Maryland investors may have heard about a legal dispute that has developed between Hewlett-Packard and Autonomy. HP acquired the British software company in 2011 for approximately $11 billion, but the value of the company has subsequently been written down amid allegations of impropriety. HP filed a $5 billion lawsuit against Autonomy in the British High Court in April 2015. The lawsuit claims that the Autonomy's founders misrepresented transactions in order to make the company appear more profitable.

The legal dispute escalated on May 18 when MicroTech filed a breach of contract lawsuit against HP in California, seeking damages of $16.5 million. The company claims that it paid Autonomy $11 million in 2010 and $7 million in 2011 but never received the software keys necessary to complete the transactions with their end users. An attorney representing the Virginia-based company said that MicroTech wants HP Autonomy to either provide the software as agreed or refund the money.

Conducting annual business planning in Maryland

Many entrepreneurs only take the time to draft a business plan when they are preparing to start their company or seek funding. Going through the process of business planning on an annual basis may actually be a better idea, however.

Conducting annual business planning can help business owners to better identify problems and future threats to their business, helping the owners develop strategies for correcting them before they can cause damage. In doing the business planning, people should engage in an analysis of the business's strengths, weaknesses, potential opportunities and potential threats, then writing goals and estimating costs.

Damages available after a breach of contract in Maryland

When one party fails to live up to the terms of a contract, that party is said to have breached the contract. When a contract is breached, the non-breaching party has several remedies at its disposal. One option is to cancel the contract and another is to ask for restitution. If the contract is cancelled, neither party has any further obligation to the other. If the non-breaching party decides to seek restitution, the breaching party would have to pay to put the other party back to the position it was in prior to the breach.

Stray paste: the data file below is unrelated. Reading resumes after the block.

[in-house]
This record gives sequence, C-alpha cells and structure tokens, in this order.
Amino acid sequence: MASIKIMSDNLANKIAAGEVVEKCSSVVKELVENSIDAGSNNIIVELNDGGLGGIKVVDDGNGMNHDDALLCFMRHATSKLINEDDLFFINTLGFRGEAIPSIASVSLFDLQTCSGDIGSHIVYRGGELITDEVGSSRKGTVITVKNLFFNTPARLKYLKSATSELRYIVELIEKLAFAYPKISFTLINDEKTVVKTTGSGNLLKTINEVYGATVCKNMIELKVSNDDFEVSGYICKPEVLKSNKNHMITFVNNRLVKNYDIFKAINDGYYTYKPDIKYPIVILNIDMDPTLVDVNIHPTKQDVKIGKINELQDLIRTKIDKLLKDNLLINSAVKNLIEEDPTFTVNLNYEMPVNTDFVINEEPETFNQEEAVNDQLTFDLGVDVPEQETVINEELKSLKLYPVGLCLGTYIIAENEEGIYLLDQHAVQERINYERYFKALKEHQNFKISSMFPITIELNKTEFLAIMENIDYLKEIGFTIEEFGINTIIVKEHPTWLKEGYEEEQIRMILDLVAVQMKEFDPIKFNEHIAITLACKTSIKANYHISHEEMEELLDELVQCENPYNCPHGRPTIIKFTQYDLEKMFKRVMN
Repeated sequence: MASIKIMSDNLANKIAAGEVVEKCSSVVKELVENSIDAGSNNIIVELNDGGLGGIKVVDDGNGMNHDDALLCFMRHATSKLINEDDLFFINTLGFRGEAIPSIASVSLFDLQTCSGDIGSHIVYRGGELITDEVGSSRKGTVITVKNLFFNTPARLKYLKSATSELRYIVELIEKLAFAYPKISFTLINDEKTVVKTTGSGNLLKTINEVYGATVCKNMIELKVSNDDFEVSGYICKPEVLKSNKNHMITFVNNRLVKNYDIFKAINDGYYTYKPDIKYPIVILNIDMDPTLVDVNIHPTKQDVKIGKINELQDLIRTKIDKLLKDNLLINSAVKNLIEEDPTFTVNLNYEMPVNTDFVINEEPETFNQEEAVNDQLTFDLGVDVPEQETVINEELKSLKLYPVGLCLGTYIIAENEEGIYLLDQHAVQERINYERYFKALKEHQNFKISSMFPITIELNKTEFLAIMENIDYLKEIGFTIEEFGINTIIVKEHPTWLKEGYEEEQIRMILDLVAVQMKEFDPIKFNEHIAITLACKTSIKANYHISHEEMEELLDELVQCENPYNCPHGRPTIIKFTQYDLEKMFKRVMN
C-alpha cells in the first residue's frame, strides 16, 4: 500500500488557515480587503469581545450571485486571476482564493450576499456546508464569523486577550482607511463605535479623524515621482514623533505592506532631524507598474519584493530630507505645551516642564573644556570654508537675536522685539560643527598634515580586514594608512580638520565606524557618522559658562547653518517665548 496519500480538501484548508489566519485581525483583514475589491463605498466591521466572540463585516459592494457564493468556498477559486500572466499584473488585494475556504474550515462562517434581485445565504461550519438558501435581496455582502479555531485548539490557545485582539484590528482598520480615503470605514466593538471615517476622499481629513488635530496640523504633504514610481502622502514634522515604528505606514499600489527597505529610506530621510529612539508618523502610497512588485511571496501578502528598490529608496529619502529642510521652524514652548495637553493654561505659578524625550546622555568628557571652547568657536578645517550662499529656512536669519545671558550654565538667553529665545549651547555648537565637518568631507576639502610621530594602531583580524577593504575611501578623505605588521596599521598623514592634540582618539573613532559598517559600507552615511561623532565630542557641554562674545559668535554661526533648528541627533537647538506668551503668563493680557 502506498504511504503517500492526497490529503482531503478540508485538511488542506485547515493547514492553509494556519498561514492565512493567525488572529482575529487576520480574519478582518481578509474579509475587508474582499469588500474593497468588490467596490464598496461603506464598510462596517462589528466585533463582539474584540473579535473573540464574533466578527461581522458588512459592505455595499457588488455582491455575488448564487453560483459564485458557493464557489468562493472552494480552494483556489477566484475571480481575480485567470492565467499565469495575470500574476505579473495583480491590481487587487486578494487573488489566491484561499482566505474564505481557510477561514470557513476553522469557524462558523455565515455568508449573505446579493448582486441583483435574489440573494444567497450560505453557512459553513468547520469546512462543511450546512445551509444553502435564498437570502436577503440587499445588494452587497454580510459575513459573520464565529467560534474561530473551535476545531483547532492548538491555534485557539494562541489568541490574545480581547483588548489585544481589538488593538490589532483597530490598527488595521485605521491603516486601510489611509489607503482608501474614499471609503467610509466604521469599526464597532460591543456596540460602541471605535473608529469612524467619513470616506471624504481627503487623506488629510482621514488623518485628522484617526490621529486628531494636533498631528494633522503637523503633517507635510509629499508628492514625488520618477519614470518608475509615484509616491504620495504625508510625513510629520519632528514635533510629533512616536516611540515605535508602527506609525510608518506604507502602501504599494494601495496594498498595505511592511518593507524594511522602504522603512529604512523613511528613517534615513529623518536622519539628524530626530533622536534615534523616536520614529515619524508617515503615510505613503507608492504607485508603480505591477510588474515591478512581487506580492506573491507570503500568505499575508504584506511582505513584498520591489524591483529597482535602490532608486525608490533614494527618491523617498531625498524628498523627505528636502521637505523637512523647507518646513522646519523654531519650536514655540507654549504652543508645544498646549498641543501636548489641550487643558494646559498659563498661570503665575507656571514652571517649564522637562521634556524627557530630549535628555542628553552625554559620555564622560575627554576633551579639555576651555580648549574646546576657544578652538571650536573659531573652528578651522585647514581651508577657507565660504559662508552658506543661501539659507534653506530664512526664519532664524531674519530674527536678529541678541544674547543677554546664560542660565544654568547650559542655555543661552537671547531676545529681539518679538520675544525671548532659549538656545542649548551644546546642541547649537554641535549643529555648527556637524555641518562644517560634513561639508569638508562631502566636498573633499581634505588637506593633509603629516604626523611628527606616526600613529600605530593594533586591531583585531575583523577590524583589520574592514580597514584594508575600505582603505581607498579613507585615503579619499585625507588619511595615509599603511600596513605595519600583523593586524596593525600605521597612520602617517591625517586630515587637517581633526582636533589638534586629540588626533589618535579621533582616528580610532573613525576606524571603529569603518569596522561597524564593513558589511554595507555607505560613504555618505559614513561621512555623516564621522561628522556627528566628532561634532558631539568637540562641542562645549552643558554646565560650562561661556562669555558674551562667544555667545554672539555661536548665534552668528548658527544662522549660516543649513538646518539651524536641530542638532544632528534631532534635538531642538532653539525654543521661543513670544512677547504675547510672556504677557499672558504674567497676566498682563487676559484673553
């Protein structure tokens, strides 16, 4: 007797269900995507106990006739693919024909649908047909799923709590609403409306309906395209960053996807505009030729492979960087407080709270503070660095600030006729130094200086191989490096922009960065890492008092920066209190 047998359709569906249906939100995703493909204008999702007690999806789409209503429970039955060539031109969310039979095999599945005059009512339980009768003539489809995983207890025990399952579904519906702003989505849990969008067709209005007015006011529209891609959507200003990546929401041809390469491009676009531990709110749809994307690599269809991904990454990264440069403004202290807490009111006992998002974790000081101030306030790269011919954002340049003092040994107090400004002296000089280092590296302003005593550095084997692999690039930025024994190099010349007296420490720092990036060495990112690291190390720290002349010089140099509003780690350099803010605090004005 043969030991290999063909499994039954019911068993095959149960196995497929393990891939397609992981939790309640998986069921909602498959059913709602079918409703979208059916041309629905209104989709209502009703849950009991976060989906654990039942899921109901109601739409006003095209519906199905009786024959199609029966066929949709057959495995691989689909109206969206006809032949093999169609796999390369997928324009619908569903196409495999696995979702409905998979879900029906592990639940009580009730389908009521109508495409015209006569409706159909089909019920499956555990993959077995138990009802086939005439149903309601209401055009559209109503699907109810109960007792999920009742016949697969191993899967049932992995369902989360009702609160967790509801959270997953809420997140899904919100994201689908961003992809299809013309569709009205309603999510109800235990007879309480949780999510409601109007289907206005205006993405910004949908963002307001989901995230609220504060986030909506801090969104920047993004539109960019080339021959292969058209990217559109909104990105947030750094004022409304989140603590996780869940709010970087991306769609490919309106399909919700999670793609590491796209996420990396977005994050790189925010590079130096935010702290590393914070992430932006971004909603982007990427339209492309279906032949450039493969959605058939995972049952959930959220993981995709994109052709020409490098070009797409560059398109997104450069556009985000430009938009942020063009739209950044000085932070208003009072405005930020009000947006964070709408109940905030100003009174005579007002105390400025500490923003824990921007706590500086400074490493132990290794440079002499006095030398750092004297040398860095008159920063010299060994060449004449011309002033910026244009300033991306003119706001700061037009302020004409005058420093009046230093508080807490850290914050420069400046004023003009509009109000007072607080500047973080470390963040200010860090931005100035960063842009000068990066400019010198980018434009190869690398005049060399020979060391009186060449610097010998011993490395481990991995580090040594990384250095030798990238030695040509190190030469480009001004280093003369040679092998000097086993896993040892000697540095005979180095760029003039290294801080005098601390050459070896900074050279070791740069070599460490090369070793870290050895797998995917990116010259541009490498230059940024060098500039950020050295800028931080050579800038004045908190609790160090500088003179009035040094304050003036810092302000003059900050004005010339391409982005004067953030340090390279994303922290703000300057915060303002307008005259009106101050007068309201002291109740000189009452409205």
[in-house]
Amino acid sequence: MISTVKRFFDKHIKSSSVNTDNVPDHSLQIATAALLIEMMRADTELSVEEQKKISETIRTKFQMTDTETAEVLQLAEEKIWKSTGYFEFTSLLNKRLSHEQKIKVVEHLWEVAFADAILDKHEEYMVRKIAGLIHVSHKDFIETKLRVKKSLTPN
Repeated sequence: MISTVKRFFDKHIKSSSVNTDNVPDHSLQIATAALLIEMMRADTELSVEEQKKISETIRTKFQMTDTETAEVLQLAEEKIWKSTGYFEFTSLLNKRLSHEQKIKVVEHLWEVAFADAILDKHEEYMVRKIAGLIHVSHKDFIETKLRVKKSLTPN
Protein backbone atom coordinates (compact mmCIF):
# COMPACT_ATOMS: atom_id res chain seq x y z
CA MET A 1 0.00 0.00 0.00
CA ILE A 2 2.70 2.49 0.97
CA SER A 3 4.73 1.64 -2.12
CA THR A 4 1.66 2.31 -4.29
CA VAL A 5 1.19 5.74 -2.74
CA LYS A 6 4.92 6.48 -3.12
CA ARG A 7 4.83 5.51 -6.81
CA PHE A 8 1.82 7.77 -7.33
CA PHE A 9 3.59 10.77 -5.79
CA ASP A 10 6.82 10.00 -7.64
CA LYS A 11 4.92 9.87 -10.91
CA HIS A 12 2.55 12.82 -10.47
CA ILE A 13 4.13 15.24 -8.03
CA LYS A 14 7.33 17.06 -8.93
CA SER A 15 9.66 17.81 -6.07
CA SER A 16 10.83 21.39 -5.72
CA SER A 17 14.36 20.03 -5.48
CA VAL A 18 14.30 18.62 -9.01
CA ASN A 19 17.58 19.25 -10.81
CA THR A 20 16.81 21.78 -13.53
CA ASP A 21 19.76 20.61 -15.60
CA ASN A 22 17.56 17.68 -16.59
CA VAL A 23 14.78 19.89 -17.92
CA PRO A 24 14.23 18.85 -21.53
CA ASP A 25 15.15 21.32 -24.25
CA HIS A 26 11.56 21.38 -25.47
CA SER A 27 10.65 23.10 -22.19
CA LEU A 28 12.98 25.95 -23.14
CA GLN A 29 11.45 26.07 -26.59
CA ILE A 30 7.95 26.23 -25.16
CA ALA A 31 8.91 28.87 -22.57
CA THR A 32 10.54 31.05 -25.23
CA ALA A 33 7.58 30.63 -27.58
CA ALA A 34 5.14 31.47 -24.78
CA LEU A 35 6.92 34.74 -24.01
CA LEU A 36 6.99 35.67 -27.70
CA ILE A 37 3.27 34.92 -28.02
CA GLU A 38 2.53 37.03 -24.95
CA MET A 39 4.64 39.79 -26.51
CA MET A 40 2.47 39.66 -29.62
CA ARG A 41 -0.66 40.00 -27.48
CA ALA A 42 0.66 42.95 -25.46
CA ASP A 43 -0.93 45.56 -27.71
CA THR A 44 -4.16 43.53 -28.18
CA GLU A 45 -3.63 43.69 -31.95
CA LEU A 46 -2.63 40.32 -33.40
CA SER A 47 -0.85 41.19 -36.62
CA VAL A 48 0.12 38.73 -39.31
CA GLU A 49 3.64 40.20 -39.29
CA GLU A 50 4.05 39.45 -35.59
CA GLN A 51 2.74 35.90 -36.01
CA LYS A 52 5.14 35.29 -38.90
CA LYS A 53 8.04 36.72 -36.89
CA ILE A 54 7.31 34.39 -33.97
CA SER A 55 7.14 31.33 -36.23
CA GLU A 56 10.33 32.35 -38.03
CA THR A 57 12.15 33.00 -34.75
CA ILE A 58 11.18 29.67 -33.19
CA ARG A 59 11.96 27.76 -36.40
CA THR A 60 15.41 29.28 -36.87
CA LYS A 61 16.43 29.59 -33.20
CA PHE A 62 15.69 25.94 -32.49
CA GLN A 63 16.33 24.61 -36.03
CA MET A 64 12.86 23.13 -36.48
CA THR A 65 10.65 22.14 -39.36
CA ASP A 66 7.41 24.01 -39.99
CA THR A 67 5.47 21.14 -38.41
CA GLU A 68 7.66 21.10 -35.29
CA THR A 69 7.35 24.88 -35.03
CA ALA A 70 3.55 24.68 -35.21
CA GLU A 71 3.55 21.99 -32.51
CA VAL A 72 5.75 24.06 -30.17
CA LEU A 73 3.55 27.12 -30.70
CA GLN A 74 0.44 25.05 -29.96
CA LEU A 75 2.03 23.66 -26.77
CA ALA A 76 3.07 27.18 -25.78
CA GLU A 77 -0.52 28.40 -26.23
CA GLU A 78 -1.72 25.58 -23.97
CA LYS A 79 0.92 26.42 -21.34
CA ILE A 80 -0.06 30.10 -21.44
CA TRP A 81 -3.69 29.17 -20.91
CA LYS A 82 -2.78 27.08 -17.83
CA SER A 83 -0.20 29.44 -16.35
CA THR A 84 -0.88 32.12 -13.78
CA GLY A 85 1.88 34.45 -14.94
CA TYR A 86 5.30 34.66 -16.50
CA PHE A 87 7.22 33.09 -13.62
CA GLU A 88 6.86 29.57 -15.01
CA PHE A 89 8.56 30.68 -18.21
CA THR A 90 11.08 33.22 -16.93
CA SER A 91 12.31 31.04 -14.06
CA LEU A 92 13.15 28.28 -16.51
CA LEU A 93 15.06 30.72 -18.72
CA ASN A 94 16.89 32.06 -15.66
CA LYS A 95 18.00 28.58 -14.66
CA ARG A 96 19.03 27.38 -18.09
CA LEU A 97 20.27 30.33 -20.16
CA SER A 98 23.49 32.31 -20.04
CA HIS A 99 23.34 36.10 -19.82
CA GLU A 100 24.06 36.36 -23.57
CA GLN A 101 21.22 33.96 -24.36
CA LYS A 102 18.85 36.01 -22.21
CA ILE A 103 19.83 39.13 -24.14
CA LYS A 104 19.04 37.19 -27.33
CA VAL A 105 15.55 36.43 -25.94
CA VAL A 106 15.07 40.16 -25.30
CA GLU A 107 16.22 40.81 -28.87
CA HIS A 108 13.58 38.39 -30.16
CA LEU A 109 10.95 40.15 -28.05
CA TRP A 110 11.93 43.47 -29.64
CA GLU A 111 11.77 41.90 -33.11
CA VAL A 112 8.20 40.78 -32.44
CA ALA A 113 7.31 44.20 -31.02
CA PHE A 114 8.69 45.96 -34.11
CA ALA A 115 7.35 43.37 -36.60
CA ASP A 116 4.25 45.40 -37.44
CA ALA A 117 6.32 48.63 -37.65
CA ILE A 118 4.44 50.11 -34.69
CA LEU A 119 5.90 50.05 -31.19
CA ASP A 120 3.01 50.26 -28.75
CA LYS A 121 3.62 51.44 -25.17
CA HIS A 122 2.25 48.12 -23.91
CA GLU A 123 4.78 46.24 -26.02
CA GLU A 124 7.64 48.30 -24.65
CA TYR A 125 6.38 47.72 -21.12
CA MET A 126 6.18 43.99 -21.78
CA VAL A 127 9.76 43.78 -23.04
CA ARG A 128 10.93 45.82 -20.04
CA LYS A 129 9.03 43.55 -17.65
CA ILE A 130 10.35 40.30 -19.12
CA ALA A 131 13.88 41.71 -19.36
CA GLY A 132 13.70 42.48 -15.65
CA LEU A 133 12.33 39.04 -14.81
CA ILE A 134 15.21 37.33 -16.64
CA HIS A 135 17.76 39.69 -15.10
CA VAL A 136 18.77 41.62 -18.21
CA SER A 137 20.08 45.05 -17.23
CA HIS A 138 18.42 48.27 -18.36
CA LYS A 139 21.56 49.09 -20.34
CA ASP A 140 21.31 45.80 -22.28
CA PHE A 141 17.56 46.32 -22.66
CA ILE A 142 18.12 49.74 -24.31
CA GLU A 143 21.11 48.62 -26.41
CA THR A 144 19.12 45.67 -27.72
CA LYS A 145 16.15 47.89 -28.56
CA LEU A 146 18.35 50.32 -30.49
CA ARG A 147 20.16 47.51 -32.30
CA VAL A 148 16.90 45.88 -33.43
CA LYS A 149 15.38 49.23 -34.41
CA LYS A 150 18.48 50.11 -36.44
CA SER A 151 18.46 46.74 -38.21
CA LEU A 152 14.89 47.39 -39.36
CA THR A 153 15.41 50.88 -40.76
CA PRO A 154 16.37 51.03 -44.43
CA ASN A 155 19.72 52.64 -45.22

There are several different types of damages that may be awarded to the non-breaching party. For instance, nominal damages are awarded when breach occurs but there is no evidence that a monetary loss occurred. Compensatory and liquidated damages aim to put the non-breaching party in roughly the same position that they were in before the breach occurred. In the event of a severe breach, punitive damages may be awarded on top of any other damages sought in court.

Workers prioritize jobs over filing sexual harassment suits

Despite discrimination laws prohibiting workplace sexual harassment, it remains a widespread problem in Maryland and across the country. The employment and education vice president at the National Women's Law Center testified in January to the Equal Employment Opportunity Commission that a majority of such cases are never reported because the victims are more worried about possible retaliation or losing their jobs if they file complaints.

One out of every four female workers is a sexual harassment victim, and the problem is pervasive in a range of jobs, o ften within male-dominated industries. One workplace discrimination attorney says that many employees are afraid of reprisal if they complain, such as whether they could find another job, particularly if their jobs are in certain industries.

Dealing with workplace harassment and discrimination

Maryland employers that are designing policies around harassment and discrimination may wish to inform employees about the best way to report such behavior. For example, employees should know that it is crucial to document any harassment or discrimination in as much detail as possible. This may include gathering material such as emails and voicemail. Individuals should be encouraged to turn over all the evidence they have despite discomfort about bringing witnesses into the case.

Although gathering evidence to back the claims is important, individuals should not delay reporting the harassment. Doing so might appear to minimize the incidents. Furthermore, witnesses may leave the company and records may disappear as email is deleted off the server.